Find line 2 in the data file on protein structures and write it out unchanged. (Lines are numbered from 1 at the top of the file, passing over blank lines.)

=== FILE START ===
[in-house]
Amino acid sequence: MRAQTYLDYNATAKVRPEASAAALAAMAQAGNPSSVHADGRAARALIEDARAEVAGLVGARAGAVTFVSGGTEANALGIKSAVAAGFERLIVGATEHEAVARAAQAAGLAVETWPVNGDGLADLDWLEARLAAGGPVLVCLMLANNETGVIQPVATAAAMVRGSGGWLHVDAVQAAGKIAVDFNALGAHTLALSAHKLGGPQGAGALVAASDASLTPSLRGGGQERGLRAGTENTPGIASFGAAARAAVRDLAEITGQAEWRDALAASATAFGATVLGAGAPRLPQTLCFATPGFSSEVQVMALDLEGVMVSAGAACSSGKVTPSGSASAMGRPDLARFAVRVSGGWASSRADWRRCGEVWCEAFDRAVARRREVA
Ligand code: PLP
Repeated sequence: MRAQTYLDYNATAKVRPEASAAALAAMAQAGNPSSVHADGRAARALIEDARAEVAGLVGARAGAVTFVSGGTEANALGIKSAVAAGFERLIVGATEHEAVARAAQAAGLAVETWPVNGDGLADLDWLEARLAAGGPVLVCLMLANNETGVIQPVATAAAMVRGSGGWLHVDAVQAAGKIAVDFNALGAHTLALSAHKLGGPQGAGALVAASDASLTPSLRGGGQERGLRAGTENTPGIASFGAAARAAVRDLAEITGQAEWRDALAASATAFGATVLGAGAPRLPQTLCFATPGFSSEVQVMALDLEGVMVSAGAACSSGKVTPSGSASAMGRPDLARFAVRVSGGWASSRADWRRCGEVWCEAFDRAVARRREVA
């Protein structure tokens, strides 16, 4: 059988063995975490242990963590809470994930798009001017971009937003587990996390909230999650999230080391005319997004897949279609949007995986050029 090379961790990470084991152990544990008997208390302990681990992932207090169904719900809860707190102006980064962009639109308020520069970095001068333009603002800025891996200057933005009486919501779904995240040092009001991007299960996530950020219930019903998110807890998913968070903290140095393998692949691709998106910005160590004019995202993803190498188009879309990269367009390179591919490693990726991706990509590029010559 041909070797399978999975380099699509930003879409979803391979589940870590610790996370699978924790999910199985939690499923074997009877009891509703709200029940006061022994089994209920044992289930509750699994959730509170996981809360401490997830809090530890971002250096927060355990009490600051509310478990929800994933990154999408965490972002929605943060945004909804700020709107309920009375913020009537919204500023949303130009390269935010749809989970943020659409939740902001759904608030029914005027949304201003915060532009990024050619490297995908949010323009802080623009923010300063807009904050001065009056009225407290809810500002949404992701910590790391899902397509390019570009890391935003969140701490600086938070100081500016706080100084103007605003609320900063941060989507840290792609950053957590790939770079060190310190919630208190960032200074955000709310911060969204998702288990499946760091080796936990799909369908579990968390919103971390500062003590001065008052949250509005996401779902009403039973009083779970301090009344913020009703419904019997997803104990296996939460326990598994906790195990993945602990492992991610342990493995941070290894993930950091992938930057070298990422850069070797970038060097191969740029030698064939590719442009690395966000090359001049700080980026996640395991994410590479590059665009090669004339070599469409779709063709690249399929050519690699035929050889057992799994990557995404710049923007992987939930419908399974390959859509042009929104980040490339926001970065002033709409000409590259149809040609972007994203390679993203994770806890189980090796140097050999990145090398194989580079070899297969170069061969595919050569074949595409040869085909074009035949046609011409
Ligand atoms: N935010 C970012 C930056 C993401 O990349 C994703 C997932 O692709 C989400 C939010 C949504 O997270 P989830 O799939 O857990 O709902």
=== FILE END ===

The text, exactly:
Amino acid sequence: MRAQTYLDYNATAKVRPEASAAALAAMAQAGNPSSVHADGRAARALIEDARAEVAGLVGARAGAVTFVSGGTEANALGIKSAVAAGFERLIVGATEHEAVARAAQAAGLAVETWPVNGDGLADLDWLEARLAAGGPVLVCLMLANNETGVIQPVATAAAMVRGSGGWLHVDAVQAAGKIAVDFNALGAHTLALSAHKLGGPQGAGALVAASDASLTPSLRGGGQERGLRAGTENTPGIASFGAAARAAVRDLAEITGQAEWRDALAASATAFGATVLGAGAPRLPQTLCFATPGFSSEVQVMALDLEGVMVSAGAACSSGKVTPSGSASAMGRPDLARFAVRVSGGWASSRADWRRCGEVWCEAFDRAVARRREVA